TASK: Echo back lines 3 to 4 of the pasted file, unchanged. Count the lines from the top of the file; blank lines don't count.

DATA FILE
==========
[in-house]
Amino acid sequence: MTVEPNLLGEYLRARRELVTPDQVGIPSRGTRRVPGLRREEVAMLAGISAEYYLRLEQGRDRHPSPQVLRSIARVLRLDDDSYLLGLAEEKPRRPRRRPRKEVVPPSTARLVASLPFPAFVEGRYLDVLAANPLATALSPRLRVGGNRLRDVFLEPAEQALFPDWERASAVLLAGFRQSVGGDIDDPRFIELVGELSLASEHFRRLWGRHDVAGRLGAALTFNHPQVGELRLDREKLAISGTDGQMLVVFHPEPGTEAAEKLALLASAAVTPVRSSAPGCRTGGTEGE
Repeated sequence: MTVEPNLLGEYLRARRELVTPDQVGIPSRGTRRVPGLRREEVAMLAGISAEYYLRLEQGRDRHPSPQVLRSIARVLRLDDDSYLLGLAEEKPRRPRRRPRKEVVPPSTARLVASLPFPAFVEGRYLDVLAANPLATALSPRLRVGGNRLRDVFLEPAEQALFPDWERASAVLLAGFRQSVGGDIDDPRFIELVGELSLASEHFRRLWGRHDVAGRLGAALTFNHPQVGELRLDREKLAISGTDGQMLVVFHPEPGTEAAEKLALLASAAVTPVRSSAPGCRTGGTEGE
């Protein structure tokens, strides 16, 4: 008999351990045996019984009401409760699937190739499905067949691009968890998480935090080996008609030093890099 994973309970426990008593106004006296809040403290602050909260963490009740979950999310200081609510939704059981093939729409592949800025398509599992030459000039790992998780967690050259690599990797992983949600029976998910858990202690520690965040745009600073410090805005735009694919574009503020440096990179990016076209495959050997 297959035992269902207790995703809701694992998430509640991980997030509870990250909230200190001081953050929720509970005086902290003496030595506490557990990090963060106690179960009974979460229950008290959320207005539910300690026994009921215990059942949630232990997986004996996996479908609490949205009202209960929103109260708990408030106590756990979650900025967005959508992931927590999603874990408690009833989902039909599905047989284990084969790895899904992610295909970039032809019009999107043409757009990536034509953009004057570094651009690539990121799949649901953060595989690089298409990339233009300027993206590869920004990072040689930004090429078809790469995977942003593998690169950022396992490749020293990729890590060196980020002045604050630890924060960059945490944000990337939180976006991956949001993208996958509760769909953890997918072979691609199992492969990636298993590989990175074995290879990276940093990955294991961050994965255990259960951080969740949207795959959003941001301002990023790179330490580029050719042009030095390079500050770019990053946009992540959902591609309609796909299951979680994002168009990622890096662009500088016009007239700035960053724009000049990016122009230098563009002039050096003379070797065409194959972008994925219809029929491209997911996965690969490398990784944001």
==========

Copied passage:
Repeated sequence: MTVEPNLLGEYLRARRELVTPDQVGIPSRGTRRVPGLRREEVAMLAGISAEYYLRLEQGRDRHPSPQVLRSIARVLRLDDDSYLLGLAEEKPRRPRRRPRKEVVPPSTARLVASLPFPAFVEGRYLDVLAANPLATALSPRLRVGGNRLRDVFLEPAEQALFPDWERASAVLLAGFRQSVGGDIDDPRFIELVGELSLASEHFRRLWGRHDVAGRLGAALTFNHPQVGELRLDREKLAISGTDGQMLVVFHPEPGTEAAEKLALLASAAVTPVRSSAPGCRTGGTEGE
């Protein structure tokens, strides 16, 4: 008999351990045996019984009401409760699937190739499905067949691009968890998480935090080996008609030093890099 994973309970426990008593106004006296809040403290602050909260963490009740979950999310200081609510939704059981093939729409592949800025398509599992030459000039790992998780967690050259690599990797992983949600029976998910858990202690520690965040745009600073410090805005735009694919574009503020440096990179990016076209495959050997 297959035992269902207790995703809701694992998430509640991980997030509870990250909230200190001081953050929720509970005086902290003496030595506490557990990090963060106690179960009974979460229950008290959320207005539910300690026994009921215990059942949630232990997986004996996996479908609490949205009202209960929103109260708990408030106590756990979650900025967005959508992931927590999603874990408690009833989902039909599905047989284990084969790895899904992610295909970039032809019009999107043409757009990536034509953009004057570094651009690539990121799949649901953060595989690089298409990339233009300027993206590869920004990072040689930004090429078809790469995977942003593998690169950022396992490749020293990729890590060196980020002045604050630890924060960059945490944000990337939180976006991956949001993208996958509760769909953890997918072979691609199992492969990636298993590989990175074995290879990276940093990955294991961050994965255990259960951080969740949207795959959003941001301002990023790179330490580029050719042009030095390079500050770019990053946009992540959902591609309609796909299951979680994002168009990622890096662009500088016009007239700035960053724009000049990016122009230098563009002039050096003379070797065409194959972008994925219809029929491209997911996965690969490398990784944001």